People are handed recipe cards and can taste the food, so they can then and want to cook it at home. “We usually have a product market or stall next to the cooking stage so people can buythe sauces and spices that they saw being used, straight after tasting it,” added Harper.

Norman Musa

Norman Musa is a Malaysian chef at the Ning restaurant chain, and together with Andy Spracklen won ‘Best Malaysian Restaurant’ award in 2012. Last year, the chain saw 20,000 guests. Not bad, considering there are only about 60 Malaysian restaurants, compared with thousands of Chinese and Indian restaurants in the UK.

For the last two years, Musa and Spracklen have been on tour giving cookery classes, and Musa has appeared regularly on television, including Masterchef Malaysia.

Norman Musa in Malaysia at the market. Image by Andy Spracklen

Norman Musa in Malaysia at the market. Image by Andy Spracklen

He has also taught students in Portsmouth student halls to cook. “The student housing department had spent thousands on brand new kitchens and they weren’t even being used. International students especially were unsure about ingredients such as where to find Halal meat,” Spracklen said. “Norman really inspired them to cook basic dishes such as stir fries as he was taught to cook over the phone by his mother. When he first came to England he couldn’t even fry an egg!”

For more information about Malaysian cuisine and future events go to or go to

Watch Norman Musa show us how to make Prawn Fritters and have a go yourself:

Our Survey says… We like it Spicy

By Charlie Allen

Peppers at food sale. Image by Harold Matern.

Peppers at food sale. Image by Harold Matern.

Eating chilli is like marmite; you either love it or hate it. A survey was conducted to find out the truth about chilliThe results showed 80% of us do enjoy chilli we realise it has health benefits.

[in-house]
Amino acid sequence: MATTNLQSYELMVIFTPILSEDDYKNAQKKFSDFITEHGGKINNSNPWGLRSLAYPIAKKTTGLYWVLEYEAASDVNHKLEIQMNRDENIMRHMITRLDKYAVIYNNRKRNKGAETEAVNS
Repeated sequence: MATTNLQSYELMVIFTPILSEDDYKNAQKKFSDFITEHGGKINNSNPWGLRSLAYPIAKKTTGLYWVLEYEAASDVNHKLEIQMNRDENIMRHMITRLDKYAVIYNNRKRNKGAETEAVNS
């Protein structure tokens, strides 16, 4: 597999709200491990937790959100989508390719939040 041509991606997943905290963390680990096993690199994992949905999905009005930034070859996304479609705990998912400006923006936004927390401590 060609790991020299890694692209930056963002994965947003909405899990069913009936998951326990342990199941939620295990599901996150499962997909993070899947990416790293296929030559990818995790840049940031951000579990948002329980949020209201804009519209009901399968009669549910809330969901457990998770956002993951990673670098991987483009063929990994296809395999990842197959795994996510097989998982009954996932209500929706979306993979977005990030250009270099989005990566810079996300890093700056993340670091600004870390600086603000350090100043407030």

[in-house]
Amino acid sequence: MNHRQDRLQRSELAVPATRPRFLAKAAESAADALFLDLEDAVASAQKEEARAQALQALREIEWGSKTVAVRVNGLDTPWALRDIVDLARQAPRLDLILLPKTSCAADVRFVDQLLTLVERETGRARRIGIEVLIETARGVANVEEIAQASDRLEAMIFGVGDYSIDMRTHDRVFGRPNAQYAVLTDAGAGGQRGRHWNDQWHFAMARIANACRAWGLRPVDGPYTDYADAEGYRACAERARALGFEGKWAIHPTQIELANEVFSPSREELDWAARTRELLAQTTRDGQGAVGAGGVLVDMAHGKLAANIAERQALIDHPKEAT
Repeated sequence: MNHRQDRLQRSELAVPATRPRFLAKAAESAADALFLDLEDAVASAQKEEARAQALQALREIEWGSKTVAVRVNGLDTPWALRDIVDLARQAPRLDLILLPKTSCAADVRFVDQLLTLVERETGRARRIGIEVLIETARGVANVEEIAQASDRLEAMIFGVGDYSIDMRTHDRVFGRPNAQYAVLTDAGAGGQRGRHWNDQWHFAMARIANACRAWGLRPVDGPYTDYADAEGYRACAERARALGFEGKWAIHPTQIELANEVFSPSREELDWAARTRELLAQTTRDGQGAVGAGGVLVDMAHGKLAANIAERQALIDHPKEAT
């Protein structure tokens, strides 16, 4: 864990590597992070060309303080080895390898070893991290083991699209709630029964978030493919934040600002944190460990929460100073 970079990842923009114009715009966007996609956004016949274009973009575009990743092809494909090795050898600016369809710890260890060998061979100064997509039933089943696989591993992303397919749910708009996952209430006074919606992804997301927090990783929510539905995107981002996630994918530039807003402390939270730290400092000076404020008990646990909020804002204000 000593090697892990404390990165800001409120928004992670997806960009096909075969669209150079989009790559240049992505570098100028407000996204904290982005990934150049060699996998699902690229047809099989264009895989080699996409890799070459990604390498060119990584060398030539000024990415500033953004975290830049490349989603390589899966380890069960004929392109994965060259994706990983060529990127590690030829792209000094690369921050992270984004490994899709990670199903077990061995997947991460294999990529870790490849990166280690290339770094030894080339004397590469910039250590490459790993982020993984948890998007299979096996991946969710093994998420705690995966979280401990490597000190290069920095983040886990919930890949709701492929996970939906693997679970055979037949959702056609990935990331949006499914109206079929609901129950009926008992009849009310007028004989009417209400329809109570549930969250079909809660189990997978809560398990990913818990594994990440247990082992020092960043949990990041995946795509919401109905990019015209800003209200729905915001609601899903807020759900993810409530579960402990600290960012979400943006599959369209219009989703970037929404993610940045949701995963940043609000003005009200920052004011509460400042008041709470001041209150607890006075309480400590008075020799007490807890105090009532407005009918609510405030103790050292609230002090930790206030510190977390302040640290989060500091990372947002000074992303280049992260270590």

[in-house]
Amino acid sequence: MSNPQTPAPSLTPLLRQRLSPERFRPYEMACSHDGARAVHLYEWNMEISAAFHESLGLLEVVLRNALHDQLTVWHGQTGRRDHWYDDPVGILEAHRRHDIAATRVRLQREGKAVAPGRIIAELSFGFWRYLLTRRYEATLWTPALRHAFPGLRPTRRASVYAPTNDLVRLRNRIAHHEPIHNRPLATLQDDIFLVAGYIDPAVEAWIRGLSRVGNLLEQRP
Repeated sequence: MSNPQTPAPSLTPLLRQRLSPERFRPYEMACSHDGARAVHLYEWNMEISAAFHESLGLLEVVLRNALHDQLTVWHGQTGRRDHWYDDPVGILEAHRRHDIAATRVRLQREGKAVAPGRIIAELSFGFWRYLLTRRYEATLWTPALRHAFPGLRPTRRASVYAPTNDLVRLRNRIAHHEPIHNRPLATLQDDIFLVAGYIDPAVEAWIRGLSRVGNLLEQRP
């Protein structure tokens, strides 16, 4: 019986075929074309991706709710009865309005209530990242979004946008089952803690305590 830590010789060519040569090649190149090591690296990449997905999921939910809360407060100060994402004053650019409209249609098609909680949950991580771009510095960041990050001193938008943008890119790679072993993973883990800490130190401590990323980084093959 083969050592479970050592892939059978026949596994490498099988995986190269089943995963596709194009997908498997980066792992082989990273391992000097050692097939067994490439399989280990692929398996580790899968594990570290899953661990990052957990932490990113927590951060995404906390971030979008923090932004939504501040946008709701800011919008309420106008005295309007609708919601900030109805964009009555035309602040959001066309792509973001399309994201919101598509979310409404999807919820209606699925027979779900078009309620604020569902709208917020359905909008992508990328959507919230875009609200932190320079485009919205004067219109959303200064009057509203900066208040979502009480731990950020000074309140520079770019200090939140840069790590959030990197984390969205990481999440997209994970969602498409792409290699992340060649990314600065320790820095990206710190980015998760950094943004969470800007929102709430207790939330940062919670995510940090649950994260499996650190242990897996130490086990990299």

The Facts

pie chat for chilli survey

  • One single chilli can provide us with seven times the amount of vitamin C found in one orange.
  • Chillies also contain minerals such as potassium, which reduces heart rate and blood pressure, manganese, an anti-oxidant, iron, magnesium and Vitamin B complex groups B-6 and B-1.
  • Lowers blood sugar levels
  • Pain relief
  • Can reduce inflammation

“Nearly all herbs and spices have some kind of nutritional function and property, although we use them now for pleasure, historically they are there mainly because of their functional qualities,” says Yvonne Bishop-Weston, a Nutritionist at The Food for Life, a network of schools and communities across England promoting healthy living.

Capsaicin is the ingredient in chilli which gives the kick many crave. It can also lower cholesterol and increases your metabolism which can help you lose those extra pounds. No wonder it’s popular.  Phil Palmer, Dartmoor chilli farmer in Devon explains, “The market for hot products in this country is massive and is getting bigger every year.   One reason could be that a dash of sauce livens up even the blandest of foods.”

“Chillies are addictive. When you eat a chilli, your brain releases endorphin’s into the bloodstream. Once it has worked out that you haven’t lost an arm and the pain and the capsaicin has subsided, you are left with a buzz which makes you feel better. It’s like chocolate.”